I think “diaspora ” is concerned it should unjust , react and formulates its conduct ( I’m trying to say “”VERABERMUNK” lol) when it deals with the circles , powers who govern and are in power . Diasporas main concern and worry has always been to support the well being of Armenian statehood and people by contributing positively and constructively with all areas and means possible . What diaspora should restrain from doing is to mix any “government and or rullig force ” with our ideals and above listed goals and shouldn’t stand in line to get medals and swords from the same if that government / party / force is overstepping its legal mandates , is criminal and is contributing to demise and destruction of Armenian statehood and people living there . IE Current government …
    As far as what “diaspora” should and shouldn’t do in different countries it lives , I have answered what it I think should do as far as helping to advance policies
    that can help Armenian statehood and its relationship with the host country , and generally it should be actively and positively engaged in the political , social and cultural life of the “host / citizenship country ” . Engaged as a unit for Armenian related issues and as individuals when lical / national issues are at hend . Each persons activity level, political and social affiliations should be the right and business of the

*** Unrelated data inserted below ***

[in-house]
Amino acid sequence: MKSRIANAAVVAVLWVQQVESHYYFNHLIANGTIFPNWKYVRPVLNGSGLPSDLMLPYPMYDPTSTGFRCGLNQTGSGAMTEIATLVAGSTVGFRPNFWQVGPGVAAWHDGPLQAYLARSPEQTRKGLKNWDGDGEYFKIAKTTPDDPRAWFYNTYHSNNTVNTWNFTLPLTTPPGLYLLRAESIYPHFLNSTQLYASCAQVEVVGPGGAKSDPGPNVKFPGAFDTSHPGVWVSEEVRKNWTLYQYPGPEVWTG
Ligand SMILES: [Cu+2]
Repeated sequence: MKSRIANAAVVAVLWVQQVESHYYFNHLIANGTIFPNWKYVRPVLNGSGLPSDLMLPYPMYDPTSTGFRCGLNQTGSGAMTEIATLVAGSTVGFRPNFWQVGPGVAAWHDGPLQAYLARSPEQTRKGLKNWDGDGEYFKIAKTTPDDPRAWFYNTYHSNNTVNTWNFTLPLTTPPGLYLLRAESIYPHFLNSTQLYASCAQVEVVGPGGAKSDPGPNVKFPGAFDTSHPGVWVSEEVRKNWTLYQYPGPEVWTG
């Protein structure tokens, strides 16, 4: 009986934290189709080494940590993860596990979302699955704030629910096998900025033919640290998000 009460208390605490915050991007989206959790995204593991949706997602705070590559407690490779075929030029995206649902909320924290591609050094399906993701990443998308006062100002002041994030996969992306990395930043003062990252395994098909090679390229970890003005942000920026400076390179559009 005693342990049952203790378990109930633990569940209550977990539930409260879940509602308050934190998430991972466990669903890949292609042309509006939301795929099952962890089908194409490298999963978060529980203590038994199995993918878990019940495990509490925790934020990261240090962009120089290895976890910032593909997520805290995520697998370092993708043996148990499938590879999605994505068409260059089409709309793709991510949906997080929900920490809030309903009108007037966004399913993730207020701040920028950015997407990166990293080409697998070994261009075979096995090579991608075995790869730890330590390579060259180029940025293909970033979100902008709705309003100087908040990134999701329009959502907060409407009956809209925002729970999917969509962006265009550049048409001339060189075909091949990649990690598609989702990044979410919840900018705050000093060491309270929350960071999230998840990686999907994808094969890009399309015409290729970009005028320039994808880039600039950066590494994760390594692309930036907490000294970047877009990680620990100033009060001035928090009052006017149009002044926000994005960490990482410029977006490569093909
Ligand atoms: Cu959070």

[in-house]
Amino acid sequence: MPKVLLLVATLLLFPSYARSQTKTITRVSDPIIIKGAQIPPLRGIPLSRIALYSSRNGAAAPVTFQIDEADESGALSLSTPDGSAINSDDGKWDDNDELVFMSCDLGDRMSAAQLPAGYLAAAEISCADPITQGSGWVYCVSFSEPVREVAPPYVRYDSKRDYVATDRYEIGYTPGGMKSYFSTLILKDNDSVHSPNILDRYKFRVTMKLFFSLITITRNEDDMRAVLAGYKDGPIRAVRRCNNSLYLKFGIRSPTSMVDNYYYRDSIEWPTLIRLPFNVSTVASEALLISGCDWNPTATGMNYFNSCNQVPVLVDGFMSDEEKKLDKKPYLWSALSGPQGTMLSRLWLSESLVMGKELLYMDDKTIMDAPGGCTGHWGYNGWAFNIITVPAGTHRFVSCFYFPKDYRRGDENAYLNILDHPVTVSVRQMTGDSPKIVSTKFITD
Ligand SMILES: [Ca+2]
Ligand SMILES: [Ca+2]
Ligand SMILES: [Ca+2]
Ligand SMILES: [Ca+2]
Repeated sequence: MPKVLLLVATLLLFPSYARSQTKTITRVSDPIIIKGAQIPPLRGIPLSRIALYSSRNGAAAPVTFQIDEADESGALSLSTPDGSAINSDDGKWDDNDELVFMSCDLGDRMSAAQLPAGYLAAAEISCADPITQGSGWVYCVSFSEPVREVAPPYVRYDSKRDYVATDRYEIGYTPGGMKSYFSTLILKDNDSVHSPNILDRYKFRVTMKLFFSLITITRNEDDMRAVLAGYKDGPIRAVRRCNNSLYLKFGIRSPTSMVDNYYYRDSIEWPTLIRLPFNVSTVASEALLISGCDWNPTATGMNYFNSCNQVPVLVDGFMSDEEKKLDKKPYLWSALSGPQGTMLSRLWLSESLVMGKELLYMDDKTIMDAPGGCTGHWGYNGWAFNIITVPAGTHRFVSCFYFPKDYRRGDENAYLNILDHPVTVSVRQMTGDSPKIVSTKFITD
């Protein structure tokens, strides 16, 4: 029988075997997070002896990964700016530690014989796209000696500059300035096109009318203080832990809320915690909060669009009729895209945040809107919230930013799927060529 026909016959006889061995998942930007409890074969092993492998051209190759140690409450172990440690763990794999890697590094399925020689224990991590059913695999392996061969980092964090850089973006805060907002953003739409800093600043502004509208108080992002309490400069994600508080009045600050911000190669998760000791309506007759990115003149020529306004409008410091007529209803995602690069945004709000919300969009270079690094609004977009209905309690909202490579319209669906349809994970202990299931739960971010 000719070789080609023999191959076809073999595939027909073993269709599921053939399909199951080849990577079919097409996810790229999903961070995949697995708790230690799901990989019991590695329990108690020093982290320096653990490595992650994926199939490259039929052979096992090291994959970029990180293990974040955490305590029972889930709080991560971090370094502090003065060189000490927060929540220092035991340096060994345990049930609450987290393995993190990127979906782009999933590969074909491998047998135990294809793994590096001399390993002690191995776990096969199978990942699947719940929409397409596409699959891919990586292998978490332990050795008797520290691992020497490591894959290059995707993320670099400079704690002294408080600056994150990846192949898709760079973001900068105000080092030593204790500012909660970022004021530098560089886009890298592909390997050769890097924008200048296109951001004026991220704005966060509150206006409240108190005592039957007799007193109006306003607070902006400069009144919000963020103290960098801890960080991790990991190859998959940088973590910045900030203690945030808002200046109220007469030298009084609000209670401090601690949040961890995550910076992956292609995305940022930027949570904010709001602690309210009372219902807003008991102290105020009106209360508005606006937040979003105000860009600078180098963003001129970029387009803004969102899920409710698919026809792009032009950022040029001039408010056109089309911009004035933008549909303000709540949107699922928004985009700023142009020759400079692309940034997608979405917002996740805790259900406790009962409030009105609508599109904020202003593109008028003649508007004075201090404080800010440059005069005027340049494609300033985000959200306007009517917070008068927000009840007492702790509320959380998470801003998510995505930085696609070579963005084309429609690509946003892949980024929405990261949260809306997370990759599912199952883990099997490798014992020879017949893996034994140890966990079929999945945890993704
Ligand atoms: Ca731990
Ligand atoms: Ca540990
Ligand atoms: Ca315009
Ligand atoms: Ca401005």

individual .

  2. Robert Bedrosian said:


    Thank you for a fine, thought-provoking article.

    No two ways about it: for Armenia, corruption/dishonesty is the biggest problem. The best we in the West can do is to try to teach by example…if possible. We can show them how it MIGHT be done, minus the corruption. Remember, the United States once had its own era of “banshee capitalism,” and many of today’s first families profited from that robber-baron era. Still, despite the U.S.’ faults, we are paradise compared to today’s Armenia or the ex-Soviet states. It is only in this relative sense that we can preach and teach, since we have lots of corruption and problems here, too, along with unresponsive, and dishonest leaders.

    When it comes to teaching by example in Armenia, the American University of Armenia, is, literally, an example of a positive approach, and the many projects by the churches, AGBU, and wealthy individuals, are too. AUA’s School of Business Management needs to involve itself more in characterizing and reforming the business climate there. I don’t hear much about the Business School’s activities. Why don’t they make “case studies” from real life? Let them examine the various sectors of the Armenian economy and show where the weaknesses and strengths are. Then they should publicize their findings, in print and on the Internet. Let the government agencies respond. Put them on the defensive. Western papers like Asbarez could give prizes for the best exposes and the best successful innovations. The prizes need be only articles of praise and recognition, but they could shine a light on problems, and achievements. AUA’s Business School is a perfect platform for making investigations and suggestions.